Best SSDs For The Money: October 2011

Best SSDs: $110 And Under

Best SSD for ~$50: Boot Drive

Kingston SSDNow S100
16 GB
Sequential Read
230 MB/s
Sequential Write75 MB/s
Power Consumption (Active)
2.26 W
Power Consumption (Idle)1.08 W

Kingston's SSDNow S100 series is really intended for industrial use, and we're told that you'll find these drives in toll booths, Redbox machines, and ATMs. While this is not a performance-oriented SSD, it is a decent choice that can breathe new life into your current system. Most of us tend to write less data than we read. If you want a quick way to speed up your home rig, a budget SSD is all you need because this cheap SSD's read speed is still faster than a hard drive.

However, you are forced to adopt a dual-drive configuration. With only 16 GB, you can only use this SSD as a Windows 7 32-bit boot drive (64-bit requires 20 GB). All of your programs and personal files need to be installed on a secondary hard drive. We've also had readers write in relaying their bad experiences using drives that were too small for Windows to conduct its update operations. Be cautious if you use a drive this small for anything; capacity is sure to become a point of contention pretty quickly.

Best SSD for ~$70: Boot Drive

OCZ Vertex Plus
60 GB
Sequential Read
185 MB/s
Sequential Write90 MB/s
Power Consumption (Active)
1.5 W
Power Consumption (Idle)0.5 W

OCZ's Vertex Plus series is based on the Indilinx Barefoot controller with a slightly tweaked firmware. Even with the improved software, you should have realistic expectations of what Indilinx's older controller can do. The Vertex Plus achieves better performance than a hard drive, but this drive falls into the lower half of the SSD performance hierarchy. Note that sequential read performance is somewhat slower than the similarly-priced 30 GB Vertex. But, armed with two times the capacity and featuring a slightly better sequential write speed, it's a fair trade-off.

Best SSD for ~$100: Boot Drive

OCZ Agility 3
60 GB
Sequential Read
525 MB/s
Sequential Write475 MB/s
Power Consumption (Active)
2.7 W
Power Consumption (Idle)1.5 W

At ~$100, your choice is limited to a slew of 60 GB first-gen SandForce drives, Intel's 40 GB SSD 320, and OCZ's 60 GB Agility 3. Even if you don't own a 6 Gb/s-enabled motherboard, we're still going to recommend the Agility 3 because of its ability to fully saturate a SATA 3Gb/s controller, whereas those other two options can't.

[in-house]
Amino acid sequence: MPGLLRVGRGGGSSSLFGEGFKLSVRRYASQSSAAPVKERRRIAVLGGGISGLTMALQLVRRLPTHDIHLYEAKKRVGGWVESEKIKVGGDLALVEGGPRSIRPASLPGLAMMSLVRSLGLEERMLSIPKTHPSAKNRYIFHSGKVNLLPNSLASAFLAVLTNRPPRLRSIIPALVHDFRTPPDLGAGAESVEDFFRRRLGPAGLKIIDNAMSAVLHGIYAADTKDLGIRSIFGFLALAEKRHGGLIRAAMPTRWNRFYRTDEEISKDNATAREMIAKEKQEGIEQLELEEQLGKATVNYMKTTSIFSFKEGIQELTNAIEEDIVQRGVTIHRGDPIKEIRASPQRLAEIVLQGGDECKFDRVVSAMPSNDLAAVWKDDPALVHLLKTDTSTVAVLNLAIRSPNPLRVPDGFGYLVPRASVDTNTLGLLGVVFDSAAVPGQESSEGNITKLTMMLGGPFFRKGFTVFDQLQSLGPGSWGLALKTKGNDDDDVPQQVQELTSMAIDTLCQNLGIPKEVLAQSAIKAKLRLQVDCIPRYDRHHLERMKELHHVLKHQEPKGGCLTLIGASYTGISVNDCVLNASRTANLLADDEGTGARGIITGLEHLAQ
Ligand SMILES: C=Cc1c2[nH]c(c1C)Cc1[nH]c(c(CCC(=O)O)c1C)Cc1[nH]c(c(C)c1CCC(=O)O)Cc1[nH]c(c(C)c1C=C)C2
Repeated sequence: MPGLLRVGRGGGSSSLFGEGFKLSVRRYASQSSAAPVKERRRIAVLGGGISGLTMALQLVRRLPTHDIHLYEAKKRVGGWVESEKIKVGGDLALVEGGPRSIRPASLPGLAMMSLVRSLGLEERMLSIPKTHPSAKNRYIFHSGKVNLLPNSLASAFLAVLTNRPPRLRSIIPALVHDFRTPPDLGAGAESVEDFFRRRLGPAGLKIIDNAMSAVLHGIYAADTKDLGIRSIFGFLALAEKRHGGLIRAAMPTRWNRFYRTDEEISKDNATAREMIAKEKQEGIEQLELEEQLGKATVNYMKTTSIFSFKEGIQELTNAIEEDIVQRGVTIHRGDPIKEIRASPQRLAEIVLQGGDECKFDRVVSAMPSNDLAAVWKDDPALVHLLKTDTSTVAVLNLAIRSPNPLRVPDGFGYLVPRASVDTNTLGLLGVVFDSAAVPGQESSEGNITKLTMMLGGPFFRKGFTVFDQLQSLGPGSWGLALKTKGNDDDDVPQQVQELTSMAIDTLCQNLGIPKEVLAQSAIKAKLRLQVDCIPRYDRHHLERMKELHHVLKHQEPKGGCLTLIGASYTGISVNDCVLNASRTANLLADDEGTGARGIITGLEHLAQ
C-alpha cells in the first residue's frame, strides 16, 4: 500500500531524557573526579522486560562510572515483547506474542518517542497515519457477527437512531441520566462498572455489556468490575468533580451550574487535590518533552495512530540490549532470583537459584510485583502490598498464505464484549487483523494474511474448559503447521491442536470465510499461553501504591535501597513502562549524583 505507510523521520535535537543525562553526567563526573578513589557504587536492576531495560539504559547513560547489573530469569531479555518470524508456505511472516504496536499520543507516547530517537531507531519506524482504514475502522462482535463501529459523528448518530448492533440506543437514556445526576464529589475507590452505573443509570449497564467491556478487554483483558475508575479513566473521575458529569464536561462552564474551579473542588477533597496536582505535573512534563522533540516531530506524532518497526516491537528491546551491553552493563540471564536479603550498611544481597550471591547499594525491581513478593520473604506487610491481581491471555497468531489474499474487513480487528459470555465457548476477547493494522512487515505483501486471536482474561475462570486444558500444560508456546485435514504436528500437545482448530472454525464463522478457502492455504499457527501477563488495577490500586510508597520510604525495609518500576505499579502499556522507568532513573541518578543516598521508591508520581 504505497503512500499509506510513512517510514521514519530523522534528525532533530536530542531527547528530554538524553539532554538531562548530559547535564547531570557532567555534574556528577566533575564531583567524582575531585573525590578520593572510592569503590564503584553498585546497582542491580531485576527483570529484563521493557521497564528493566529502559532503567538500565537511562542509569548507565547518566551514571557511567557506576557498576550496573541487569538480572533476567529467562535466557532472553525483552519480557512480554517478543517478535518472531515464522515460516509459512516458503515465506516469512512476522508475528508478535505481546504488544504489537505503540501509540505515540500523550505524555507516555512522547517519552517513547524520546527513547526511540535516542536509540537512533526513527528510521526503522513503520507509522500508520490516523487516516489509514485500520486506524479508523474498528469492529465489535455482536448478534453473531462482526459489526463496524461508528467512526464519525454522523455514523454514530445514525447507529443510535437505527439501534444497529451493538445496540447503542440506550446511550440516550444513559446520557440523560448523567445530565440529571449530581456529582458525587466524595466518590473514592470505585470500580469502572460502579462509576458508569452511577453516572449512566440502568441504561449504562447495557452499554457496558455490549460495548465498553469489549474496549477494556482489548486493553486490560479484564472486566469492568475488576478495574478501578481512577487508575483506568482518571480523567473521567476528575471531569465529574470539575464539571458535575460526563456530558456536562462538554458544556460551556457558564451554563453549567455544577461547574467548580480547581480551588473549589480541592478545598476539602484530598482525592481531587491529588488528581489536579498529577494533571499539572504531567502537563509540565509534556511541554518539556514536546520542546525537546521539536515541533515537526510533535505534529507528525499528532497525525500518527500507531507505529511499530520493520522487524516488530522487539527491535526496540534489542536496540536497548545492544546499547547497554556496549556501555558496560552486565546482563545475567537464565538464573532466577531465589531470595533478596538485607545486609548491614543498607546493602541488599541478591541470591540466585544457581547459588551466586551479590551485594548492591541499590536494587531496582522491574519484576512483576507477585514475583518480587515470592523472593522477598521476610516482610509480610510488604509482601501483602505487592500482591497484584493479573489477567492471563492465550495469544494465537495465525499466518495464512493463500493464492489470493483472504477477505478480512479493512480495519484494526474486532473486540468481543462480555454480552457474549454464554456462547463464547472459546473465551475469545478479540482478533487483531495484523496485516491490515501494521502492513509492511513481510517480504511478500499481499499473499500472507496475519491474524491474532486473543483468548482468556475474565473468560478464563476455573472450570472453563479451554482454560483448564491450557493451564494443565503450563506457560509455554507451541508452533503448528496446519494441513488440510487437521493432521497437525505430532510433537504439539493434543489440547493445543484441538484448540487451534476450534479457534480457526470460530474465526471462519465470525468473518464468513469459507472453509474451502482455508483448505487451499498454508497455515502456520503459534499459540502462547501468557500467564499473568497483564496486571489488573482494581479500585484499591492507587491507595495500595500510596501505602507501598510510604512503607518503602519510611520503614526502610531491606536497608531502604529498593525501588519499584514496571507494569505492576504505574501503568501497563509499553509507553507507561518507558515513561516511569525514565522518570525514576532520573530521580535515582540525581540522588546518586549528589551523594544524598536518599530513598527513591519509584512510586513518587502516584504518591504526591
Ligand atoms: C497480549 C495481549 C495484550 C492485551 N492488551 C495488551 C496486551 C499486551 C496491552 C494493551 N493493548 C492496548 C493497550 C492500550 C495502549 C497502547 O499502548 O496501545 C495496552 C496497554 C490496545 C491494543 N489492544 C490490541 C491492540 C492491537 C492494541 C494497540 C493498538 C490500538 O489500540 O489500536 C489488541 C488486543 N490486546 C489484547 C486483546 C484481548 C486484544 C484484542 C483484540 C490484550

Furthermore, the Agility 3 uses asynchronous ONFi 1.0 NAND that can also be found in competing SSDs, such as Corsair's Force 3. To that end, if you see another 60 GB second-gen SandForce SSD at a cheaper price, go with the less expensive option. The difference in real-world performance is relatively small.

If you only have $100 to spend and you're eying a caching-based solution, skip over this MLC-based SSD and look to Intel's 20 GB SSD 311 instead. The small size doesn't matter, since the cache operates transparently; you should be more concerned with the fact that the 311 centers on SLC NAND flash, improving its performance relative to this larger alternative.

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  • aznshinobi
    Kingston has truly stepped up their SSD game, Their HyperX SSDs are a huge step from where they were with their basic Kingston SSDs. Good Work.
  • amk-aka-Phantom
    This is EXACTLY the article I wanted, since I want to get an SSD soon! Great review, though a bit short... maybe could do boot time comparison?

    This 60GB OCZ Agility 3 seems like a great option and costs only $100... well, $156 'round here :( Still, it has the best read/write speeds for the price; anyone having issues with that drive? Don't want to run into some BS for that much money...

    Any other good drive for that money? The hierarchy chart has many models listed, but very few made it in the "Best" categories.
  • cumi2k4
    I don't get this sentence: "a file operation completes 85% faster on a low-end SSD than it does on a high-end hard drive, but there is only an 88% speed difference between a high-end hard drive and a high-end SSD"

    does this mean there's only 3% margin difference between low-end and high-end ssd?

    Also i don't get the chart...does this mean OCZ Agility 3 60 GB (tier 9) is worse than OCZ Agility 3 120 GB (tier 8) in speed? or is it just due to less capacity?

    (sorry this is my first time to foray into ssd...budget user here ;))
  • Anonymous
    Just bought Samsung 470 128GB on Newegg for $179.99.
    Great deal, if you ask me. And the speeds are absolutely amazing!
    Lucky me, sale ended day after I ordered mine. $229.99 at the moment.
    Seq read 200 MB/s
    Seq write 245 MB/s
    Rand read 28000 IOPS
    Rand write 15000 IOPS
  • sceen311
    I think breaking it down, Best buy for capacity would be > then for the money.
  • radium69
    Crucial M4 hands down ;)
    Reliability is #1 priority
    Don't forget that!

    Can we see some failure and RMA rates please!
  • flong
    Finally, an SSD hierarchy that actually matches the data of other professional reviewers with the exception of the M4. A much better job by TH for this article.

    However, the Muskin 120GB is the top dog for 120GB SSDs. It beats most 240GB drives including the Vertex 3 240GB in most benchmarks. This is phenomenal for a 120GB drive.